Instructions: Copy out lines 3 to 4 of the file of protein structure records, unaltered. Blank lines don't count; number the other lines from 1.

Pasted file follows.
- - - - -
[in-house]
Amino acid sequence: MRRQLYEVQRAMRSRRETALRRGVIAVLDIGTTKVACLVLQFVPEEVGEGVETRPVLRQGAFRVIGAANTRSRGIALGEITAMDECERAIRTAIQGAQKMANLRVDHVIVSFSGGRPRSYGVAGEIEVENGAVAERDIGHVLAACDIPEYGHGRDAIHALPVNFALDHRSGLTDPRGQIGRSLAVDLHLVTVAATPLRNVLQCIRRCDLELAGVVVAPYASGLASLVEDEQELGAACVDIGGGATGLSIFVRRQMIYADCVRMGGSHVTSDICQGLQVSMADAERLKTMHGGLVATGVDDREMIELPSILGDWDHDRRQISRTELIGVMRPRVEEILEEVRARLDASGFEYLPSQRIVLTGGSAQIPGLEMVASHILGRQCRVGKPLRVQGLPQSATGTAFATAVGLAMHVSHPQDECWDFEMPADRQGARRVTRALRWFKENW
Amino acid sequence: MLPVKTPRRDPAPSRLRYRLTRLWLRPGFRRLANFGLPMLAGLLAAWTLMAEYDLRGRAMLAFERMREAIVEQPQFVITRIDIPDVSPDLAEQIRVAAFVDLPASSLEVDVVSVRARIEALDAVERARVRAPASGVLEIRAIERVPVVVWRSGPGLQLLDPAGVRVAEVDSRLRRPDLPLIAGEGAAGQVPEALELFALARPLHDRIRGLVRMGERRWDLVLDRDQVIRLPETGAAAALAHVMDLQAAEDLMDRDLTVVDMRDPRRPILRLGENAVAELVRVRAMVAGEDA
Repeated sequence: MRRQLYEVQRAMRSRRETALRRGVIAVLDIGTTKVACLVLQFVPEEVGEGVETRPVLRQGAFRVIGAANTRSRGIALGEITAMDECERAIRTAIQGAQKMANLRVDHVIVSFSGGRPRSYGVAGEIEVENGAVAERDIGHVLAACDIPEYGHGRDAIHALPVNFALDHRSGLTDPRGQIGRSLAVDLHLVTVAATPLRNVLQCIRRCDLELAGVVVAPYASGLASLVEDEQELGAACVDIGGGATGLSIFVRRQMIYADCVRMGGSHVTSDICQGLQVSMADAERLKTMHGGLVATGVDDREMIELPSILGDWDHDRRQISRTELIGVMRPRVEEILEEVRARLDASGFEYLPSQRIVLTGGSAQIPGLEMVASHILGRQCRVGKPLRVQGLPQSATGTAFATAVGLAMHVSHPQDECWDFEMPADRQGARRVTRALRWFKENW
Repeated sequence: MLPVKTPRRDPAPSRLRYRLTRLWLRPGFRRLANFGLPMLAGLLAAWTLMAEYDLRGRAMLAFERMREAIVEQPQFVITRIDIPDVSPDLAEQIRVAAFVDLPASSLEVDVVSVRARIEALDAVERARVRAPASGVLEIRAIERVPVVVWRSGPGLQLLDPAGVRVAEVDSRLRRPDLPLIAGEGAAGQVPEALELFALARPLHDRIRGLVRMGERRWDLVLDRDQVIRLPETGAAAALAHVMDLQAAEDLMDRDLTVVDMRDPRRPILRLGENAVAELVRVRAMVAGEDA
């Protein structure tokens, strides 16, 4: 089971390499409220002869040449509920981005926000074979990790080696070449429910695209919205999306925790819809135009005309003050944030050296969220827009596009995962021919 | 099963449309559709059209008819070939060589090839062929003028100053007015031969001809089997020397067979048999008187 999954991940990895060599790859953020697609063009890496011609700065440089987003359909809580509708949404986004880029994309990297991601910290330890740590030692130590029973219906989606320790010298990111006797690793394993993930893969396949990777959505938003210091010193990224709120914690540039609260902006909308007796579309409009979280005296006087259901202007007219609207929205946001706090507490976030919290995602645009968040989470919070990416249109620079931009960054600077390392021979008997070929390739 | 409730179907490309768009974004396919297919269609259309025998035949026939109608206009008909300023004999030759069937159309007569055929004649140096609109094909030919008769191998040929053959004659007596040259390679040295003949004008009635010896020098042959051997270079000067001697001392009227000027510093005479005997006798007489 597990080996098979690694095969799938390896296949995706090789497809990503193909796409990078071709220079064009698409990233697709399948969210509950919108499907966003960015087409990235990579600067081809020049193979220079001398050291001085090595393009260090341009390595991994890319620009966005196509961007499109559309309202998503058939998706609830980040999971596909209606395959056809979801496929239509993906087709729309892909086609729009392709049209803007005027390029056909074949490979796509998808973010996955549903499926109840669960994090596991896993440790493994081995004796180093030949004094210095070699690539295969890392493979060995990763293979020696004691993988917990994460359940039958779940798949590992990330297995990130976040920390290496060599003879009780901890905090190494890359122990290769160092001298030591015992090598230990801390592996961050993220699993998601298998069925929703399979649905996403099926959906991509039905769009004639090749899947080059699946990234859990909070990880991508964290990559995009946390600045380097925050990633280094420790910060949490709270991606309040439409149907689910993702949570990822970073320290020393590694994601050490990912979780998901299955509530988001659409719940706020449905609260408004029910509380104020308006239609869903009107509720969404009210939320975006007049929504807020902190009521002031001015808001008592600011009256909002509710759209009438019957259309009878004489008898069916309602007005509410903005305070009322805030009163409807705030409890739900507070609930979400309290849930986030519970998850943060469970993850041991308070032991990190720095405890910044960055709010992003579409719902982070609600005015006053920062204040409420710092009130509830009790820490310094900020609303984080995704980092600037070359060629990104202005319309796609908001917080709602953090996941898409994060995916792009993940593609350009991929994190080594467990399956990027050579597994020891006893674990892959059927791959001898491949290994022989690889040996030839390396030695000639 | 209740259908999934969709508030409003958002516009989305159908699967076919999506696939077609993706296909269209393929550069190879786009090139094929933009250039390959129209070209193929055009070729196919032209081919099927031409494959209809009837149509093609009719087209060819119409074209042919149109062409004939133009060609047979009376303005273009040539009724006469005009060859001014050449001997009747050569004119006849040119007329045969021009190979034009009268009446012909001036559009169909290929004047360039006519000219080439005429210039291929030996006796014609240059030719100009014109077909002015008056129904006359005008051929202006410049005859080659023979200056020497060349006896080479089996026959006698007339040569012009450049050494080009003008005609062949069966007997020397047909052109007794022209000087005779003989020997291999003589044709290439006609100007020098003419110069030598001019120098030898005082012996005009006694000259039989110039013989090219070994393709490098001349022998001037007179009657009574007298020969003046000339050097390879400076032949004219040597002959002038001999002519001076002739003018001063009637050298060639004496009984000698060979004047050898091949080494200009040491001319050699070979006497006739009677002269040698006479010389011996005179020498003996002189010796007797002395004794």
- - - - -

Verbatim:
Amino acid sequence: MLPVKTPRRDPAPSRLRYRLTRLWLRPGFRRLANFGLPMLAGLLAAWTLMAEYDLRGRAMLAFERMREAIVEQPQFVITRIDIPDVSPDLAEQIRVAAFVDLPASSLEVDVVSVRARIEALDAVERARVRAPASGVLEIRAIERVPVVVWRSGPGLQLLDPAGVRVAEVDSRLRRPDLPLIAGEGAAGQVPEALELFALARPLHDRIRGLVRMGERRWDLVLDRDQVIRLPETGAAAALAHVMDLQAAEDLMDRDLTVVDMRDPRRPILRLGENAVAELVRVRAMVAGEDA
Repeated sequence: MRRQLYEVQRAMRSRRETALRRGVIAVLDIGTTKVACLVLQFVPEEVGEGVETRPVLRQGAFRVIGAANTRSRGIALGEITAMDECERAIRTAIQGAQKMANLRVDHVIVSFSGGRPRSYGVAGEIEVENGAVAERDIGHVLAACDIPEYGHGRDAIHALPVNFALDHRSGLTDPRGQIGRSLAVDLHLVTVAATPLRNVLQCIRRCDLELAGVVVAPYASGLASLVEDEQELGAACVDIGGGATGLSIFVRRQMIYADCVRMGGSHVTSDICQGLQVSMADAERLKTMHGGLVATGVDDREMIELPSILGDWDHDRRQISRTELIGVMRPRVEEILEEVRARLDASGFEYLPSQRIVLTGGSAQIPGLEMVASHILGRQCRVGKPLRVQGLPQSATGTAFATAVGLAMHVSHPQDECWDFEMPADRQGARRVTRALRWFKENW